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Marie-Madeleine Kabupu
Marie-Madeleine Kabupu
4th-Year Accounting Student

As you already know, you miss 100% of the shots you don’t take. You always have the chance to try out several possibilities before choosing what really interests you. Looking back, I am extremely proud to be involved in clubs, with the Career Centre, and in internal and external competitions; this demonstrates a high level of accountability in professional and personal development. Getting a degree is something that we all strive for, yet employers don’t just look at that. Here are three reason why getting involved on campus can boost your career:

Reason no 1: it allows you to gather career information

Through campus activities, you get to ask employers what makes a candidate more attractive, what type of community engagement they are looking for, or if there is something valuable to them and to what extent? Let’s be real: they won’t tell your EVERYTHING, but they will surely give you some hints. While doing JDC, I had the opportunity to discuss with a few employers about ways they could put in place their strategies and be more attractive to students and overall employees. I also got to ask them questions about their recruiting process and ideal candidates. The result? A win-win situation!

Reason no2: it helps you to get job opportunities

There is pretty much everything at school for any type of personality, whether you like to go big or small. After my teammates and I won first place at the Telfer Internal Case Competition, we were offered a co‑op position at the sponsor company of the case category. This allowed us to extend our network and develop new skills.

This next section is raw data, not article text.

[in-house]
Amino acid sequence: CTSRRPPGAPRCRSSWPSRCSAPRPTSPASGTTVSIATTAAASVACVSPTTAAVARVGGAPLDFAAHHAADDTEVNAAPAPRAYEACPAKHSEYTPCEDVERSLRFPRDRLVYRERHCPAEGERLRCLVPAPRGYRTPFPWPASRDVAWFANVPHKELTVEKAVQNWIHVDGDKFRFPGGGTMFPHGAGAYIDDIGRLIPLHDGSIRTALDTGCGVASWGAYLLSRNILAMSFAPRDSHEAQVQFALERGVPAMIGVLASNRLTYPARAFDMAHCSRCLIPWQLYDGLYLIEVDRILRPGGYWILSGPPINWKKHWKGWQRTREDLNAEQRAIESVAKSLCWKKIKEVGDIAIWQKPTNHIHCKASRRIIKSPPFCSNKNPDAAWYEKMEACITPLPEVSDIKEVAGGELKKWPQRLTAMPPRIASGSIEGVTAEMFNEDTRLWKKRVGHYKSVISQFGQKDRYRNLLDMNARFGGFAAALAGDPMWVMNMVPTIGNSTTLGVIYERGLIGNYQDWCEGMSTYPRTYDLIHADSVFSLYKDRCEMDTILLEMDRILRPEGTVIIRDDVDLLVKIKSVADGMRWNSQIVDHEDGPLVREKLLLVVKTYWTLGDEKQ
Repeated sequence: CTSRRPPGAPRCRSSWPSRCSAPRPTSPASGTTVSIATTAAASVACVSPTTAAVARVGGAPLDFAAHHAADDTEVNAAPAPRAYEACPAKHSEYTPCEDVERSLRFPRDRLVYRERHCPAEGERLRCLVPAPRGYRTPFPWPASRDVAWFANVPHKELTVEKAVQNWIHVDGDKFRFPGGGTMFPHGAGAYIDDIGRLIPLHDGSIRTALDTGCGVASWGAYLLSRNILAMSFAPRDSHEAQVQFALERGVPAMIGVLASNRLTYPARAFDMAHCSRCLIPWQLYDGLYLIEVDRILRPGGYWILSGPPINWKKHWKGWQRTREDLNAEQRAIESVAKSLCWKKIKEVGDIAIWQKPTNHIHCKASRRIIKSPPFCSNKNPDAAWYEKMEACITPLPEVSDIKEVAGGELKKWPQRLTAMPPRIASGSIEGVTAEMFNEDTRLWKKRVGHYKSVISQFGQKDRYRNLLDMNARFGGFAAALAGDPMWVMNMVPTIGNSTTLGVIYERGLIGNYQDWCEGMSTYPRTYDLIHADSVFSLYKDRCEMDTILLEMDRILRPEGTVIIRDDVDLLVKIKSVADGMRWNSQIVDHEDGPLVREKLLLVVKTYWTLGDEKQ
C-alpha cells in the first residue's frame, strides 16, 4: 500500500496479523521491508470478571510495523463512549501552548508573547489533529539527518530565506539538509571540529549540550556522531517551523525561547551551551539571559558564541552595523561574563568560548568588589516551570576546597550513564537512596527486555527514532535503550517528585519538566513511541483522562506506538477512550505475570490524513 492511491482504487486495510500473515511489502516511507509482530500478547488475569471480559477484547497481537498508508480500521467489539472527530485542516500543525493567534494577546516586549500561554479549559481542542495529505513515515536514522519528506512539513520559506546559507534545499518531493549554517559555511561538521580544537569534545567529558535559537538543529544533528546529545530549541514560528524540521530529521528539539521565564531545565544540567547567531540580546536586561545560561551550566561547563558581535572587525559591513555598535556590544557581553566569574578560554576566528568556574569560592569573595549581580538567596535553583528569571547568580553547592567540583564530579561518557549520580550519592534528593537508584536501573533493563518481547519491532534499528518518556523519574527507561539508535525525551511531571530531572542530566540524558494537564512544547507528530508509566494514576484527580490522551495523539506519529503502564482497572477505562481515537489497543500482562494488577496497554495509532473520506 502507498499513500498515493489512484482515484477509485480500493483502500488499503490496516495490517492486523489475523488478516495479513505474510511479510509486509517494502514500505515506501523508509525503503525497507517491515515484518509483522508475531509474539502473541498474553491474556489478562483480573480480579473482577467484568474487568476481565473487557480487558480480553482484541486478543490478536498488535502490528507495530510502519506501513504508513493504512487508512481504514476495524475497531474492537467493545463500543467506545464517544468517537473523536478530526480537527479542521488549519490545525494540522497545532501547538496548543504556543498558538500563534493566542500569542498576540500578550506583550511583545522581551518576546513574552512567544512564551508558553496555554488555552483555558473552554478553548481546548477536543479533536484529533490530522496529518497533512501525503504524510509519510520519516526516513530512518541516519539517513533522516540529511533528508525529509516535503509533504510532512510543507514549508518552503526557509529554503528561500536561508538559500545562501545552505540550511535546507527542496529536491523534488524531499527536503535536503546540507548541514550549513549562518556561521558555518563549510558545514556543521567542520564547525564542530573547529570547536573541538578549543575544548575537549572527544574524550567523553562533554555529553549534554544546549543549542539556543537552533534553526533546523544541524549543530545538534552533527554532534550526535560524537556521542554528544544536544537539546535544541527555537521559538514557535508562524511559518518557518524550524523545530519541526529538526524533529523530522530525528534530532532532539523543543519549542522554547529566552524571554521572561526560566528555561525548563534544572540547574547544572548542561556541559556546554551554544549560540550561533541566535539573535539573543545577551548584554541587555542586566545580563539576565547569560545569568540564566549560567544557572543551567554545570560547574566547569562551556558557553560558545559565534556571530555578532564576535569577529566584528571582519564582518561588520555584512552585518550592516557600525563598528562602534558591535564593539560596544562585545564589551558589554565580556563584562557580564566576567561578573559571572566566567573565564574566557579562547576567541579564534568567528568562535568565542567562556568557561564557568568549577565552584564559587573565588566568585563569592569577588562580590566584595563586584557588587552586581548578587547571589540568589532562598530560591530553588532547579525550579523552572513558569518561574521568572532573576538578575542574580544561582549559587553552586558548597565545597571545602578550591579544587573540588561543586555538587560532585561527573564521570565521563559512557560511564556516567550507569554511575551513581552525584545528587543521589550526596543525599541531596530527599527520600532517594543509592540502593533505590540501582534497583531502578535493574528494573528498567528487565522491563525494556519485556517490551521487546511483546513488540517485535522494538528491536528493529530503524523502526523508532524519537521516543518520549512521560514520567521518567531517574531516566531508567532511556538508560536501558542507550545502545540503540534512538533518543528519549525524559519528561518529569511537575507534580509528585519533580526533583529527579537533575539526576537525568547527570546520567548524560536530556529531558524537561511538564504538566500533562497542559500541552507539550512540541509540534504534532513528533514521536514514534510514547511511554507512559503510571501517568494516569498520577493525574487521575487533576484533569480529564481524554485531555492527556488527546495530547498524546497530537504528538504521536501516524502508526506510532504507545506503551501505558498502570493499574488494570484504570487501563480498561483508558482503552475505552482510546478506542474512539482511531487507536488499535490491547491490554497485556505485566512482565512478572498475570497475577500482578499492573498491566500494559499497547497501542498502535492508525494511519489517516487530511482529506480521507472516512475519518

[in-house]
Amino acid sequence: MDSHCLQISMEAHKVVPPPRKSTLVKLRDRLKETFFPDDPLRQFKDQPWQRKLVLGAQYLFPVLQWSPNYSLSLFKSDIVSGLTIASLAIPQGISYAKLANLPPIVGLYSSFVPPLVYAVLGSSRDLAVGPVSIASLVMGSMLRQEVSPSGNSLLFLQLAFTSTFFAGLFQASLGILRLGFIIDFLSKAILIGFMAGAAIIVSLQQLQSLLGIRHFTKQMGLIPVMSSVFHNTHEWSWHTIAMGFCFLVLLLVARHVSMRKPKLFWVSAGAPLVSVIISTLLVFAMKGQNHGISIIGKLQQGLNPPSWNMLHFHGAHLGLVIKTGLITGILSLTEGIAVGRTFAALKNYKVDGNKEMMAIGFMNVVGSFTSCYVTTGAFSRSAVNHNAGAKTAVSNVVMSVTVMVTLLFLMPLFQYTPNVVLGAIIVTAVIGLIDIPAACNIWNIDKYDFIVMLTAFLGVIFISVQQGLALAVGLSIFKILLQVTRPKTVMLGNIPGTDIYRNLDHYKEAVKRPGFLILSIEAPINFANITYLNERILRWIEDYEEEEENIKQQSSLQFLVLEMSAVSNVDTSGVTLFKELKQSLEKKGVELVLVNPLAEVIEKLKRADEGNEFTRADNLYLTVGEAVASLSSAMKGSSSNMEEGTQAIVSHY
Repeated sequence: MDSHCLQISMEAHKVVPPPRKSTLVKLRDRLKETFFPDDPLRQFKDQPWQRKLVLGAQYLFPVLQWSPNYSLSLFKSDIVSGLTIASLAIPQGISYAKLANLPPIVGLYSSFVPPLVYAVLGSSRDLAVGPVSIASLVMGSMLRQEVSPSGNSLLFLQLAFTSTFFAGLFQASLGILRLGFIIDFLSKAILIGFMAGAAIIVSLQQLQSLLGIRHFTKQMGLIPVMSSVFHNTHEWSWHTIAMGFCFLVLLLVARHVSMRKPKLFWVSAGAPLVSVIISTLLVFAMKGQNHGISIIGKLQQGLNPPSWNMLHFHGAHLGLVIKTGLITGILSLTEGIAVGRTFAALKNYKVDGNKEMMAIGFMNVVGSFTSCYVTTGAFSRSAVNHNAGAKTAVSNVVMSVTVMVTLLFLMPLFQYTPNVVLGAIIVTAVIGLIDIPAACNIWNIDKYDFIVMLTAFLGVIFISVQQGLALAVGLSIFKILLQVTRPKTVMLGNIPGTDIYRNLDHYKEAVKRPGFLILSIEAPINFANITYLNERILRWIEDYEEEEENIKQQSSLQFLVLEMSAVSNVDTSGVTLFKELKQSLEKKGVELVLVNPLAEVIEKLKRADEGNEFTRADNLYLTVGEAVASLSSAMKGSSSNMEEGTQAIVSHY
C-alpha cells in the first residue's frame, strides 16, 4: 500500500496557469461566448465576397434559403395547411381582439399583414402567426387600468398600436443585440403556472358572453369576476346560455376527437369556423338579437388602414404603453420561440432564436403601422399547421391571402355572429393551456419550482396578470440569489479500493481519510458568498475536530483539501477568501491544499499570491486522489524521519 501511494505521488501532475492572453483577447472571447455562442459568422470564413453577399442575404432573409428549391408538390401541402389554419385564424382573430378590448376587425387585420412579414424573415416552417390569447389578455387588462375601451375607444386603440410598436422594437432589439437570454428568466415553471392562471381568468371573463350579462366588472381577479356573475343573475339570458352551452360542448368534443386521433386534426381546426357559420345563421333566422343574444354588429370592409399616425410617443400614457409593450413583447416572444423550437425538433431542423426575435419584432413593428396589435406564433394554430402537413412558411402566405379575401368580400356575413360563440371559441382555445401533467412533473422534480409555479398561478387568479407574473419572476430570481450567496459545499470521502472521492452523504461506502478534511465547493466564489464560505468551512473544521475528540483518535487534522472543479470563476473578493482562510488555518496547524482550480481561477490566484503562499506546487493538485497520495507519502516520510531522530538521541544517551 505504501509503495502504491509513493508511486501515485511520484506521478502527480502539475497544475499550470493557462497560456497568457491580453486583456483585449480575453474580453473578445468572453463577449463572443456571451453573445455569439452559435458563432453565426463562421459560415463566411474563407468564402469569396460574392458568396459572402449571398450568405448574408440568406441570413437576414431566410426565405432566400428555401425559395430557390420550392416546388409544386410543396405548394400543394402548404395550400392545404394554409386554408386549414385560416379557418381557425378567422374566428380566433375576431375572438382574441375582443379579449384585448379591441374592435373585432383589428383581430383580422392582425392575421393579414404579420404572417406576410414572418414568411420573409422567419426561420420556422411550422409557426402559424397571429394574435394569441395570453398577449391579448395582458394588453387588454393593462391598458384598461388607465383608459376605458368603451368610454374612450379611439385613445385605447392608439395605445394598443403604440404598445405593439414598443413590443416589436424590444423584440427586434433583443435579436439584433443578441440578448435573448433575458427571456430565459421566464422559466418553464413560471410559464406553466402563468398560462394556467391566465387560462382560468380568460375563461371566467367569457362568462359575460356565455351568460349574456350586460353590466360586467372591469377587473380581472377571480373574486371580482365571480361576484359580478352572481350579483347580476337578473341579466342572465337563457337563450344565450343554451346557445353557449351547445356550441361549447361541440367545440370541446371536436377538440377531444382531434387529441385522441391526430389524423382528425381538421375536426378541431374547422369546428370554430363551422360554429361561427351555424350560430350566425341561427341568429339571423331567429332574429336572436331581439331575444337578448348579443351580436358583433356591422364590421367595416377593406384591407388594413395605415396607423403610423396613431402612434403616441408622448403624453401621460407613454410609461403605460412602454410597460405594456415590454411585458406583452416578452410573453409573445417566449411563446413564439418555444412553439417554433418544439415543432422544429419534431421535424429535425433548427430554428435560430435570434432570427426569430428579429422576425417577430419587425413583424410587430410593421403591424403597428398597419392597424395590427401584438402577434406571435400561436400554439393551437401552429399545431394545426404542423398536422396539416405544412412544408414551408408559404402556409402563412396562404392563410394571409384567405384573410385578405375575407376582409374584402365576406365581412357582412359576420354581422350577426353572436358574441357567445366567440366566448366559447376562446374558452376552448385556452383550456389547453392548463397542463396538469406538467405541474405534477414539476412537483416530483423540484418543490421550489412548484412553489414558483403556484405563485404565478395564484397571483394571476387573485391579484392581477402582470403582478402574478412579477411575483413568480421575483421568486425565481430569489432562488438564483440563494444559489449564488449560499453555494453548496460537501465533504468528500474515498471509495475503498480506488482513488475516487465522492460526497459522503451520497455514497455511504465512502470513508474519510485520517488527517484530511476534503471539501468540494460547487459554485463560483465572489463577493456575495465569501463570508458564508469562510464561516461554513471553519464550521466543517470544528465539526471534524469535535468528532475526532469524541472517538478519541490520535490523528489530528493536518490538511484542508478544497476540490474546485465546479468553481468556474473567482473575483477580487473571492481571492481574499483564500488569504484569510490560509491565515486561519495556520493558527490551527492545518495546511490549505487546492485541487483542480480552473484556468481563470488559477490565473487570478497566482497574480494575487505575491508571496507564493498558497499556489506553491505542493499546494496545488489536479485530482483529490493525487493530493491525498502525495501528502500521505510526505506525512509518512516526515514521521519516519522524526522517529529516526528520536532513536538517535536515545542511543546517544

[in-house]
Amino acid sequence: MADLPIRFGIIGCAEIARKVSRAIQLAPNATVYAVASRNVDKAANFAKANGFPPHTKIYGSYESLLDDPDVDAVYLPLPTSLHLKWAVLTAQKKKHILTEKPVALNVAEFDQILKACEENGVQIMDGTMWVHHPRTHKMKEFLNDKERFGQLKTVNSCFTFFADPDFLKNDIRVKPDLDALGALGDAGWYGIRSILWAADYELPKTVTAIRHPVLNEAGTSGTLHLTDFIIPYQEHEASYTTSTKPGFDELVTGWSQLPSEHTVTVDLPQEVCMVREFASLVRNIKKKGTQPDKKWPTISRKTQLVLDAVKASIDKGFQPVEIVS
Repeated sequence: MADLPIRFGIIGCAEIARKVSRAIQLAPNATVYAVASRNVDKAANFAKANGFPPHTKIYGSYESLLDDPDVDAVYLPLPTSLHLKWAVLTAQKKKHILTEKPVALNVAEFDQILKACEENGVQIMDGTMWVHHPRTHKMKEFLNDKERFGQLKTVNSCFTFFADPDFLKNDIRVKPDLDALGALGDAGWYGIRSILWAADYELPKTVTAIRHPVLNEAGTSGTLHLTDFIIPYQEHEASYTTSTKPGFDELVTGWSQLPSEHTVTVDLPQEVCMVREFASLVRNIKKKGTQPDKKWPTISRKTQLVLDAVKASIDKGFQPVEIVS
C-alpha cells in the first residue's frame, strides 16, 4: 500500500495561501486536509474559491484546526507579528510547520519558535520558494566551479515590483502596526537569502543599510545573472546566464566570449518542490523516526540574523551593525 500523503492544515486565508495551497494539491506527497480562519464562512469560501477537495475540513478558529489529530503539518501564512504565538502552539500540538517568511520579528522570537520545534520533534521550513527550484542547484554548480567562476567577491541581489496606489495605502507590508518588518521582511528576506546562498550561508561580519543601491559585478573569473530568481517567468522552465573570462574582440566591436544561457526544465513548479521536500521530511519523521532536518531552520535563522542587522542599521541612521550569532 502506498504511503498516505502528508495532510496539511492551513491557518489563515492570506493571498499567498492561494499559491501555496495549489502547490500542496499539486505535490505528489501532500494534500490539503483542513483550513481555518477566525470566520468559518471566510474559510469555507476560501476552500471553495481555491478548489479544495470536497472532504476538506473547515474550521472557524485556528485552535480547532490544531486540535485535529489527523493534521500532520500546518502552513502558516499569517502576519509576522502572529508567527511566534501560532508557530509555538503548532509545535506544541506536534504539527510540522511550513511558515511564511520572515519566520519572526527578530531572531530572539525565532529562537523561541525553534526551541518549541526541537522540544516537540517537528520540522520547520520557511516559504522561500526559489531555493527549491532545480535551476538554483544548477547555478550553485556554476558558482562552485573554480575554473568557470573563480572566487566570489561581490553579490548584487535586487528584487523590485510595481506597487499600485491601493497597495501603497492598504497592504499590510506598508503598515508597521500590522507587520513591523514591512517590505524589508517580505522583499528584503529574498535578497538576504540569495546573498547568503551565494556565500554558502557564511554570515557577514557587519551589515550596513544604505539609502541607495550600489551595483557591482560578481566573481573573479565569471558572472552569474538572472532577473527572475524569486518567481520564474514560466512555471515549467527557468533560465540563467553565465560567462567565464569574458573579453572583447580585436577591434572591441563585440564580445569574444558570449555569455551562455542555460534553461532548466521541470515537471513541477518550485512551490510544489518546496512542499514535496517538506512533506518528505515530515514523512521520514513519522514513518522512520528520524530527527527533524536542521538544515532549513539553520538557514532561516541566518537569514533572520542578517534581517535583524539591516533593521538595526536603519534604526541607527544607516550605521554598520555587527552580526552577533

Reason no 3: it helps you increase your professional or personal network

When you start as a first year, you only know your classmates and maybe a few upper-year students. However, when you start getting involved, you get to meet more people who can give you advice on a lot of different topics. You’re in college for four years or more, so make the most out of it: have fun, meet new people, and create those long-term relationships. Therefore, I encourage you to try out new things and become accountable for them; the school community will then consider you as one of the well‑respected students. This means good references for job interviews or school admission as well as an improvement of the school.

The current times are hard for everyone, but I can guarantee you that getting involved is one of the best things you get to do at Telfer. Remember: you get out of your four years what you put into them. Trust me: this is a key differentiator for employers. Try it, you won’t regret it.


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